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Landlords could be stopped from banning well-behaved animals in U.K.

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The benefits of owning a pet are numerous. According to News in Health, interacting with animals "has been shown to decrease levels of cortisol (a stress-related hormone) and lower blood pressure." While other studies have found benefits including a reduction in loneliness, increased feelings of support, and better moods amongst pet owners. 

But for renters, owning an animal can be impossible. The Sun reports that only 7% of landlords in the United Kingdom advertise their properties as suitable for animals. 

But those numbers could be about to increase as the U.K. government ordered tenancy laws to be rewritten to make it harder for landlords to ban well-behaved animals from their properties. 

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Source: istock

Housing Secretary Robert Jenrick wants the government's model tenancy agreement to remove all restrictions on well-behaved pets. That model is the blueprint used by landlords to write their contracts with tenants and the move could make it easier for renters to keep pets.

“But the government’s model tenancy contracts for renters, which can be used as the basis of lease agreements made with tenants, will now be revised to remove restrictions on well-behaved pets - to ensure more landlords are catering for responsible pet owners wherever possible,” a statement by the government explained.  

“The government is clear there should be a balance with responsible pet owners not being penalised and landlords being more flexible in their approach, and it is right that landlords’ properties should be protected from damage by badly behaved pets.” 

It's hoped that the voluntary move will stop landlords from enforcing total bans on animals in their properties. The statement explained that bans should only be in place in smaller properties where owning a pet would be impractical.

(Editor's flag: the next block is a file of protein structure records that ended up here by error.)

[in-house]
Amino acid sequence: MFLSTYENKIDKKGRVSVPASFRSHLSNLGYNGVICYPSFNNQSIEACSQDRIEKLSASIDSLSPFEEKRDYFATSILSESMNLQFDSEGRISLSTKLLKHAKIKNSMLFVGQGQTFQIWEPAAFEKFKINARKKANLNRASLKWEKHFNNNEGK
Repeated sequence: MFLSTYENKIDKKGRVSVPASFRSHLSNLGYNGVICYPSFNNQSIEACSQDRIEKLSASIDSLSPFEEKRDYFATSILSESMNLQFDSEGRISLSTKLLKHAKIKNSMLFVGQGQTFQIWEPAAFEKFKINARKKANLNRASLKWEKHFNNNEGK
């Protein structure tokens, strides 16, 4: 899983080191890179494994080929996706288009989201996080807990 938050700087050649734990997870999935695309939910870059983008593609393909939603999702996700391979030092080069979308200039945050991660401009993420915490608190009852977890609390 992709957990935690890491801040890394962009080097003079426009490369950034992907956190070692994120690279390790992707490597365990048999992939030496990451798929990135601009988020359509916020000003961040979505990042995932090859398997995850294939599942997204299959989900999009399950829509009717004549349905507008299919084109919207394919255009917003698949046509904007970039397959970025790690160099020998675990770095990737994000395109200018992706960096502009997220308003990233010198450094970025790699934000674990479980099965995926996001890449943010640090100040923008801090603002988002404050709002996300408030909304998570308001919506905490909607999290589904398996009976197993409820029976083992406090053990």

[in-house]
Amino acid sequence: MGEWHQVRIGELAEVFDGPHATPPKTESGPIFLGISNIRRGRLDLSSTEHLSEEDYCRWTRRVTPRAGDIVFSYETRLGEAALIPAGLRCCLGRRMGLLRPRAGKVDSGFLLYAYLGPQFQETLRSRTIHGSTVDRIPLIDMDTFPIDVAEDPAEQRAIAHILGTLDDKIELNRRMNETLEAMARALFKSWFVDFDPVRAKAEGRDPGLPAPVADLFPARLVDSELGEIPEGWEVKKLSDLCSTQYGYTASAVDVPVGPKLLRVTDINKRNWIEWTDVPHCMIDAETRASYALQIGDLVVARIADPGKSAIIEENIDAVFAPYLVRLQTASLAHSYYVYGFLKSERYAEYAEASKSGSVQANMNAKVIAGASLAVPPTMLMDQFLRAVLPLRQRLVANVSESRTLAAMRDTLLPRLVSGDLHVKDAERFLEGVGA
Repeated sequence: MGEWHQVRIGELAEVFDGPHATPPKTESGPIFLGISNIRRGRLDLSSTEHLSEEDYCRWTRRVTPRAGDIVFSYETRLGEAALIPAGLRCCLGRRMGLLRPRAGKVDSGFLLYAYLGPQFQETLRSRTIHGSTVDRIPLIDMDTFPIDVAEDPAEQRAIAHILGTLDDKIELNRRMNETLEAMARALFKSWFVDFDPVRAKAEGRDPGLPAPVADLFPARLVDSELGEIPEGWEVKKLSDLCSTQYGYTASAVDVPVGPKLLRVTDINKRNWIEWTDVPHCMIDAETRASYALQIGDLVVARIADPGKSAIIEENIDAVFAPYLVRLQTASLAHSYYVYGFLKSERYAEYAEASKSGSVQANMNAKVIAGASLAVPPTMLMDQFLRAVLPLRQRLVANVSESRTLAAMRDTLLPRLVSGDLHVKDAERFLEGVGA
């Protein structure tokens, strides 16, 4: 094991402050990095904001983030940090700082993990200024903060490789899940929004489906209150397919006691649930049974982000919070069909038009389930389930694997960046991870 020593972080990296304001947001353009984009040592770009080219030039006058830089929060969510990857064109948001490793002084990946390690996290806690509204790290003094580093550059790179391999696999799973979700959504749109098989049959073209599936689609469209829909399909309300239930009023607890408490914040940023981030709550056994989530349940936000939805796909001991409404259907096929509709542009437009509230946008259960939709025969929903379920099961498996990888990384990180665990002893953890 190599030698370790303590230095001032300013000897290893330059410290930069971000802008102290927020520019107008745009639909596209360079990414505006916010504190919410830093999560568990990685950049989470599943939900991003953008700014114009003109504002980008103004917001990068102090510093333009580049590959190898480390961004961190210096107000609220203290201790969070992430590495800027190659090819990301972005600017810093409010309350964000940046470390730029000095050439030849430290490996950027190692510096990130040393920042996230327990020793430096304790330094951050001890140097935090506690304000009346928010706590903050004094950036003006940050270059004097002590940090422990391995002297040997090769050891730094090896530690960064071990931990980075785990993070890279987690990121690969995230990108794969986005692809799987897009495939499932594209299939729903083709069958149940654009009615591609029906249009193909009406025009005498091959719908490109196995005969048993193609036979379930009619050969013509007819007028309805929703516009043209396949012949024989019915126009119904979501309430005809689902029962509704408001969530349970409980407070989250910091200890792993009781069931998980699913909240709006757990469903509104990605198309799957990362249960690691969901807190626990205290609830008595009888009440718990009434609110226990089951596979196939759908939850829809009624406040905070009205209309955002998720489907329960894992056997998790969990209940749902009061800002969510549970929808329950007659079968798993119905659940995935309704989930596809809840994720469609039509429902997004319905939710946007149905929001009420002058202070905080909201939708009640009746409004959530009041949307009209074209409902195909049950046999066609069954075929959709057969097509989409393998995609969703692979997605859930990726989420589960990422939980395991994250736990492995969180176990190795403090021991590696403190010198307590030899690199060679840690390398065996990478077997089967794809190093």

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Source: istock

Housing Secretary Jenrick added: “Pets bring a huge amount of joy and comfort to people’s lives, helping their owner’s through difficult times and improving their mental and physical wellbeing. So, it’s a shame that thousands of animal-loving tenants and their children can’t experience this because they rent their homes instead of owning property."

“So, I’m overhauling our model tenancy contract to encourage more landlords to consider opening their doors to responsible pet owners. And we will be listening to tenants and landlords to see what more we can do to tackle this issue in a way that is fair to both."

“This is part of this new government’s mission to improve life for tenants, recognising that more are renting and for longer in life. We’ve already taken action, banning unfair letting fees and capping tenancy deposits, saving tenants across England at least £240 million a year, and I will continue to take more steps to secure a better deal for renters up and down the country.” 

While the advice is voluntary for landlords, Jenrick has not ruled out enforcing the decision with legislation if landlords don't go easier on pets.

“We will be listening to tenants and landlords to see what more we can do to tackle this issue in a way that is fair to both,” he told The Sun.